Stephen King is a modern literary master. His works have been so influential that 100 years from now, when our mortal coils are reduced to nothing but dust, our ancestors will continue to discuss and analyse his work. The Shining, The Dark Tower, The Stand, Misery, the list of classics he’s penned is endless. The effect of his works has been that significant that they’ve also permeated film and TV, leaving a considerable mark on popular culture as a whole.
King has given us some of the most enduring characters of all time, and his works have affected countless other writers. He’s the modern master of horror, and he re-wrote the handbook of the genre for the modern audience. However, it would be reductive to view him as simply a horror author. He’s so much more than that. King’s work is a potpourri of genres ranging from thriller to western and fantasy, giving his prose a deftness that many authors have tried and failed to imitate.
Given that he is so widely revered, King’s opinions are also valued. Be it on politics, music or otherwise, King is one of the most fascinating modern figures. A countercultural adherent at heart, the spirit of hippiedom bleeds through his novels. He’s a remarkably discerning fellow, whose opinions are essential. In 2016, King offered up his thoughts on another cultural phenomenon; the Game of Thrones book series. King’s revelations came during a discussion with the series’ author George R. R. Martin at The Kiva Auditorium, Albuquerque.
King wasted no time, explaining: “I had not read any of the Game of Thrones books. I had kind of, a thing, where I said to myself ‘You know, I probably don’t want to read these things because I tried to read Robert Jordan, and I couldn’t read any of those books’, and so I thought, probably ‘these are just terrible’”.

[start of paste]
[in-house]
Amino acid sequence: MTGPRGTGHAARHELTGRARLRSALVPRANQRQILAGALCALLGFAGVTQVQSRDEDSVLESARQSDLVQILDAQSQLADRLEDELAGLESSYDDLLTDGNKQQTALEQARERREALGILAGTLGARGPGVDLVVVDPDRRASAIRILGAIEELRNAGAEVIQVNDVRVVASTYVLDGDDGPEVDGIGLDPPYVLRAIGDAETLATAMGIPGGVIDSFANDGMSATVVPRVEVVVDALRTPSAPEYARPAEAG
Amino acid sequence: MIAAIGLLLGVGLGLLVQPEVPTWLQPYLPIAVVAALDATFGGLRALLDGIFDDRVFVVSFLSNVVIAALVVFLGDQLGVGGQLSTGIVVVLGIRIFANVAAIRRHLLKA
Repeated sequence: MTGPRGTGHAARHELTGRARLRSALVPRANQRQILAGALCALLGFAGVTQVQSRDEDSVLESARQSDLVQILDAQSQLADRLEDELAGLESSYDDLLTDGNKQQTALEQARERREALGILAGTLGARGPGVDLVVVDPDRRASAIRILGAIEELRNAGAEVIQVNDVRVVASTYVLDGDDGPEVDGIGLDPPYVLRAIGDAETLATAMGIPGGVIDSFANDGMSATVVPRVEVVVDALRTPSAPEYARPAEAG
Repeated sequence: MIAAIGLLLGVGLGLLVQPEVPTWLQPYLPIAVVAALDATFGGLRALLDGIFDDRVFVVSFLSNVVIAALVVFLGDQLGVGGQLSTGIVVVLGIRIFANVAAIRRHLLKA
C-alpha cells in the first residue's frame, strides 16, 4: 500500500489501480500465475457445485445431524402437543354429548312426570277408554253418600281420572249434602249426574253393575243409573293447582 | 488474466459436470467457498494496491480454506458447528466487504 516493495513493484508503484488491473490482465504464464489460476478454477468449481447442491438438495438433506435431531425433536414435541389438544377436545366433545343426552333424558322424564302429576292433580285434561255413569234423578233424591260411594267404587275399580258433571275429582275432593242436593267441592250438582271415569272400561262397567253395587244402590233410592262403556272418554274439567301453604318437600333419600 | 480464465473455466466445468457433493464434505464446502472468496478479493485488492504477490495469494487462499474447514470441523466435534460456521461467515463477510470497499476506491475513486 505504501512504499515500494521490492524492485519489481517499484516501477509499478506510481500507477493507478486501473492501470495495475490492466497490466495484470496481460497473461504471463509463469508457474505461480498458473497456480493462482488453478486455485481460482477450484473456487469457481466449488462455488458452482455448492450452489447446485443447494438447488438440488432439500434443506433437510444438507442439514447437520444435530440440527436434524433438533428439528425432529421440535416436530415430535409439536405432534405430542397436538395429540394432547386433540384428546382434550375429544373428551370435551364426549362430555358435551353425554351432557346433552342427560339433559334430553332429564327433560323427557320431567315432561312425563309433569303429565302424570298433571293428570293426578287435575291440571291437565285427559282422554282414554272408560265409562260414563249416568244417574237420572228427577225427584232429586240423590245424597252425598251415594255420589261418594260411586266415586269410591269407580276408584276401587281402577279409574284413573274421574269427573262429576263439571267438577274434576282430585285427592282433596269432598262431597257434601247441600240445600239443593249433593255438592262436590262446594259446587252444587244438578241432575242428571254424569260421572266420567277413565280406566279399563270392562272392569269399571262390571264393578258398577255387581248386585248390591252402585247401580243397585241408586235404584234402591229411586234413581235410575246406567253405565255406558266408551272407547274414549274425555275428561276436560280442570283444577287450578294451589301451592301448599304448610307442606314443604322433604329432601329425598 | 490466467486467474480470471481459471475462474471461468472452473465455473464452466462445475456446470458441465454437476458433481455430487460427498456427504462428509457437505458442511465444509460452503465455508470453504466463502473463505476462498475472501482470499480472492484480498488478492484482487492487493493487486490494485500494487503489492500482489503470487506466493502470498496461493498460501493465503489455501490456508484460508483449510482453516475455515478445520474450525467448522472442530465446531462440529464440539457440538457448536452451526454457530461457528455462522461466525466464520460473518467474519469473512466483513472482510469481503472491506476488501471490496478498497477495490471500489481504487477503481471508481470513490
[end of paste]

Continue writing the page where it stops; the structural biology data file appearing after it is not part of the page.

At this point, if you’re thinking that King’s very open par to Robert Jordan’s The Wheel of Time series is indicative of how he felt about Game of Thrones, you might find yourself about to be proven wrong. King also proved himself very wrong, in fact.
He explained that during one particular summer while celebrating his wife’s 65th birthday, the couple visited friends in Sarasota, Florida. King started to have a cramp in his knee, but it quickly morphed into a more all-encompassing pain. It was sciatica. King was in a lot of pain, which greatly affected his sleep. They were also in Florida on business, as King was recording a book in Bradenton, but the pain increased while driving, particularly such a long journey. One night, annoyed and in pain, he thought, “I’ll try one of these fucking George Martin books and see if this thing is any good”. He clarified, “It just carried me away”.
King continued: “What I had not expected, the last thing I had expected from those books, is what page-turners they are. I just got lost. When I couldn’t sleep at night, I read the books, and then when I had to go and record this thing, I had the audio versions, and I’d plug in the CD’s in the car”.
If this level of praise is not surprising given how King opened up his account, the way he certainly concluded it is. He said in no uncertain terms to Martin: “They saved my life man, so thank you”.
Given just how well written the Game of Thrones series is, there’s no surprise that King was eventually drawn in by George R. R. Martin’s dense and convoluted world. However, we’d love for him to elucidate on why he dislikes America’s other favourite fantasy series, The Wheel of Time.